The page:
Coronavirus timeline at NBC News: Tracking the critical moments of COVID-19.
Habits are powerful – think of them as human magic. Lifestyle adjustments and habit changes can be challenging, yet this is also a time to ask yourself, “Should this be a change I keep forevermore?” each time you encounter a silver lining, such as new standards of cleanliness, polite social distancing, and other Kākou behaviors. Learn from history, and let past accomplishments inspire you: From the Washington Post: During a pandemic, Isaac Newton had to work from home, too. He used the time wisely.
Adversity does 2 things for us: It proves how much we are capable of as human beings, and it exposes shortfalls we have not worked on and solved. Our radar intensifies during hard times, and we will see, and freshly analyze and reconsider issues that were previously relegated to our someday/maybe wish lists before.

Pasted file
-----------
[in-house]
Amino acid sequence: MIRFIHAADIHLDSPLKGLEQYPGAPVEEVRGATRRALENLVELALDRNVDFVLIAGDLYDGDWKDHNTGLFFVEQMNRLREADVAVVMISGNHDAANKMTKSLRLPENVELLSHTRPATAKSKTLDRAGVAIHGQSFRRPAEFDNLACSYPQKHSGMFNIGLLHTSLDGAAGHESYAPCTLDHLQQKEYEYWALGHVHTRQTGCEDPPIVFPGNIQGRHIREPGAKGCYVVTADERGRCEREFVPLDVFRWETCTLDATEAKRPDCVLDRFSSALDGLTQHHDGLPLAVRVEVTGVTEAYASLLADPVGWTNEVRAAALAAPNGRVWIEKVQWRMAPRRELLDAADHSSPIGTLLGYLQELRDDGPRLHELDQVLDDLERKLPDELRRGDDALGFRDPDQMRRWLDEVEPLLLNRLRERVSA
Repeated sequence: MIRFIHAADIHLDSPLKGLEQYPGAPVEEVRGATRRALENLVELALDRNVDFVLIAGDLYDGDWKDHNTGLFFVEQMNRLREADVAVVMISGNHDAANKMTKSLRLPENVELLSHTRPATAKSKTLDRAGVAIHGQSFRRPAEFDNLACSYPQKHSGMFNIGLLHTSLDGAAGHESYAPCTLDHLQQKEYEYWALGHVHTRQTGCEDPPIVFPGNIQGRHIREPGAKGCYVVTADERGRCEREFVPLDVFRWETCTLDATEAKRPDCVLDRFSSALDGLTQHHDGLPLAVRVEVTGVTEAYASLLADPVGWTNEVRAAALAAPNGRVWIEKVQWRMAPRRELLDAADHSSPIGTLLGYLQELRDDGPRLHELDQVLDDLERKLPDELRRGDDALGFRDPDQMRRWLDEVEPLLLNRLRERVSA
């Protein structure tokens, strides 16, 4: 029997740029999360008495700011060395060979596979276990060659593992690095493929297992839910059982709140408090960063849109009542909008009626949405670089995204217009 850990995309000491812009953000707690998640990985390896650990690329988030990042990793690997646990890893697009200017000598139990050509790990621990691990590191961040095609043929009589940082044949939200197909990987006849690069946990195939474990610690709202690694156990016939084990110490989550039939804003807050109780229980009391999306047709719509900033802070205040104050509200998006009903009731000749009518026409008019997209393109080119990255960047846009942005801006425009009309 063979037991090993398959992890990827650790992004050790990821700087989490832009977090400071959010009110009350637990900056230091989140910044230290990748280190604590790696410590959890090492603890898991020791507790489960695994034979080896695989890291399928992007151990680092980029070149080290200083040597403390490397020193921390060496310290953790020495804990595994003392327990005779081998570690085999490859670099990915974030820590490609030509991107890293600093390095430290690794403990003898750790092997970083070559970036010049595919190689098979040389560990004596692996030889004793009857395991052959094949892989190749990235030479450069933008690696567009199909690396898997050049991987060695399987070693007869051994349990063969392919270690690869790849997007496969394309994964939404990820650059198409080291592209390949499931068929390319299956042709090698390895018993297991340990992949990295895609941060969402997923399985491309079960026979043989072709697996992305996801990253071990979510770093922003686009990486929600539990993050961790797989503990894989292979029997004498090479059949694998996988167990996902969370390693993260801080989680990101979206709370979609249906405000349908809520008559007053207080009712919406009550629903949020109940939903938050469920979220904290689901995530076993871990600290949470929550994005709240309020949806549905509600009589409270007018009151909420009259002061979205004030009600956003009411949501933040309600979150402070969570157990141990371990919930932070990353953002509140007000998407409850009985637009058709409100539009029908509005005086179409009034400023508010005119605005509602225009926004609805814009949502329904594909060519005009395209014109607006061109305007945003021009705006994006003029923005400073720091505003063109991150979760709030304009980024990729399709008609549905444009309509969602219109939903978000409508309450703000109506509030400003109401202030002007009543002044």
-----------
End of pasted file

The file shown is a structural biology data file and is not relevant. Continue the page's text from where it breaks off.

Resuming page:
“When we talk about ‘getting back to normal,’ we need to rethink the effect of human encroachment on the natural habitats of other living creatures.” – @HawaiiDelilah commenting on the dolphins returning to Sardinian waters without the toxic polluting of ships and ferries. “Wow… Earth is recovering – Air pollution is slowing down – Water pollution is clearing up – Natural wildlife returning home… Coronavirus is Earth’s vaccine… We’re the virus.” – Thomas Schultz
When you don’t “have” to, you “get” to. The silver lining in my own 22 days at home and counting, has been the opportunity to work on my passion issues via more research, data collection and study. The mainstay of my work is value alignment, the role of the manager, and workplace culture-building as reflected in the 9 Key Concepts, whereas my passion issues include financial literacy, a living wage for all labor done, and the reconstruction of business models – I consider them the most pressing concepts within the ‘Ohana in Business® model;
- My Vision of A Living Wage. (August 2019)
- Financial Literacy Revisited: You and Your Income. (January 2019)
- Ho‘ohana: The Founder’s Mindset, a Case Study. (January 2019)
- The Alaka‘i Benefactor: Sharing in the ‘Ohana in Business. (July 2017)